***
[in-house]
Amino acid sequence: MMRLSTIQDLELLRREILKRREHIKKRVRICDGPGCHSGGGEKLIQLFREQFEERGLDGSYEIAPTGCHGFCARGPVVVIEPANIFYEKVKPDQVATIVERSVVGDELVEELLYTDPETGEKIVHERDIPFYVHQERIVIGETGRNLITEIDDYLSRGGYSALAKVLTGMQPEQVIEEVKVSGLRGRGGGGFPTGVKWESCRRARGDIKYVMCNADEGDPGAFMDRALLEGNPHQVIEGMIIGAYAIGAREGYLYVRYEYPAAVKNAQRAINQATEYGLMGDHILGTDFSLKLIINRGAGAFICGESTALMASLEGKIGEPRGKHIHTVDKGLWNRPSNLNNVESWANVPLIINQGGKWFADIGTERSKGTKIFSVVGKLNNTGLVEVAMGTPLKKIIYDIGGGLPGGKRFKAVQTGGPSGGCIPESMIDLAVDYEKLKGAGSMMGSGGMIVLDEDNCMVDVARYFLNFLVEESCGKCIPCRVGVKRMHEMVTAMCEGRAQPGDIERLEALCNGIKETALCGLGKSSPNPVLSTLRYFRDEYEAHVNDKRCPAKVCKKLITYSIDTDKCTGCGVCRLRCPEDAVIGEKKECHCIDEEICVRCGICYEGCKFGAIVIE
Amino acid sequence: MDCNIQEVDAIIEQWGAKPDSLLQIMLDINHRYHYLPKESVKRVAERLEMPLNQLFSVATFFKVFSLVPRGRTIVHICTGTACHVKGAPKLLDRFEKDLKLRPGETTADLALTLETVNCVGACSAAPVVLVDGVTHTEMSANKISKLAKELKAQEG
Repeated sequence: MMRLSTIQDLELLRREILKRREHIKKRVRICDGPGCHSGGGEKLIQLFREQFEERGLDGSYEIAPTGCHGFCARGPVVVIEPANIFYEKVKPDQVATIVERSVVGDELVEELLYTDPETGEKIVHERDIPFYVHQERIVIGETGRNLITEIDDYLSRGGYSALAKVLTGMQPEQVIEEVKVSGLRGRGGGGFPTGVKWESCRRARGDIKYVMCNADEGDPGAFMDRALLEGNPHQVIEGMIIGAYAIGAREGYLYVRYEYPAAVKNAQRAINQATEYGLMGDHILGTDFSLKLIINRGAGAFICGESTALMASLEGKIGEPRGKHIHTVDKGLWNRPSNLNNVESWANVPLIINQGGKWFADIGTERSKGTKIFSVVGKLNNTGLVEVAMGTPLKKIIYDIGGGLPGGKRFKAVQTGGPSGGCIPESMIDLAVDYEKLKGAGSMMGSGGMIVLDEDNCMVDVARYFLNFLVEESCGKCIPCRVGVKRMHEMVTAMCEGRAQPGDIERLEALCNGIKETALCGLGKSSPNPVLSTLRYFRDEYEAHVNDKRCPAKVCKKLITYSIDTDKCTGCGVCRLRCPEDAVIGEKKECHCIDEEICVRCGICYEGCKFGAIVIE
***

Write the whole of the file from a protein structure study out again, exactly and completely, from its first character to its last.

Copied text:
[in-house]
Amino acid sequence: MMRLSTIQDLELLRREILKRREHIKKRVRICDGPGCHSGGGEKLIQLFREQFEERGLDGSYEIAPTGCHGFCARGPVVVIEPANIFYEKVKPDQVATIVERSVVGDELVEELLYTDPETGEKIVHERDIPFYVHQERIVIGETGRNLITEIDDYLSRGGYSALAKVLTGMQPEQVIEEVKVSGLRGRGGGGFPTGVKWESCRRARGDIKYVMCNADEGDPGAFMDRALLEGNPHQVIEGMIIGAYAIGAREGYLYVRYEYPAAVKNAQRAINQATEYGLMGDHILGTDFSLKLIINRGAGAFICGESTALMASLEGKIGEPRGKHIHTVDKGLWNRPSNLNNVESWANVPLIINQGGKWFADIGTERSKGTKIFSVVGKLNNTGLVEVAMGTPLKKIIYDIGGGLPGGKRFKAVQTGGPSGGCIPESMIDLAVDYEKLKGAGSMMGSGGMIVLDEDNCMVDVARYFLNFLVEESCGKCIPCRVGVKRMHEMVTAMCEGRAQPGDIERLEALCNGIKETALCGLGKSSPNPVLSTLRYFRDEYEAHVNDKRCPAKVCKKLITYSIDTDKCTGCGVCRLRCPEDAVIGEKKECHCIDEEICVRCGICYEGCKFGAIVIE
Amino acid sequence: MDCNIQEVDAIIEQWGAKPDSLLQIMLDINHRYHYLPKESVKRVAERLEMPLNQLFSVATFFKVFSLVPRGRTIVHICTGTACHVKGAPKLLDRFEKDLKLRPGETTADLALTLETVNCVGACSAAPVVLVDGVTHTEMSANKISKLAKELKAQEG
Repeated sequence: MMRLSTIQDLELLRREILKRREHIKKRVRICDGPGCHSGGGEKLIQLFREQFEERGLDGSYEIAPTGCHGFCARGPVVVIEPANIFYEKVKPDQVATIVERSVVGDELVEELLYTDPETGEKIVHERDIPFYVHQERIVIGETGRNLITEIDDYLSRGGYSALAKVLTGMQPEQVIEEVKVSGLRGRGGGGFPTGVKWESCRRARGDIKYVMCNADEGDPGAFMDRALLEGNPHQVIEGMIIGAYAIGAREGYLYVRYEYPAAVKNAQRAINQATEYGLMGDHILGTDFSLKLIINRGAGAFICGESTALMASLEGKIGEPRGKHIHTVDKGLWNRPSNLNNVESWANVPLIINQGGKWFADIGTERSKGTKIFSVVGKLNNTGLVEVAMGTPLKKIIYDIGGGLPGGKRFKAVQTGGPSGGCIPESMIDLAVDYEKLKGAGSMMGSGGMIVLDEDNCMVDVARYFLNFLVEESCGKCIPCRVGVKRMHEMVTAMCEGRAQPGDIERLEALCNGIKETALCGLGKSSPNPVLSTLRYFRDEYEAHVNDKRCPAKVCKKLITYSIDTDKCTGCGVCRLRCPEDAVIGEKKECHCIDEEICVRCGICYEGCKFGAIVIE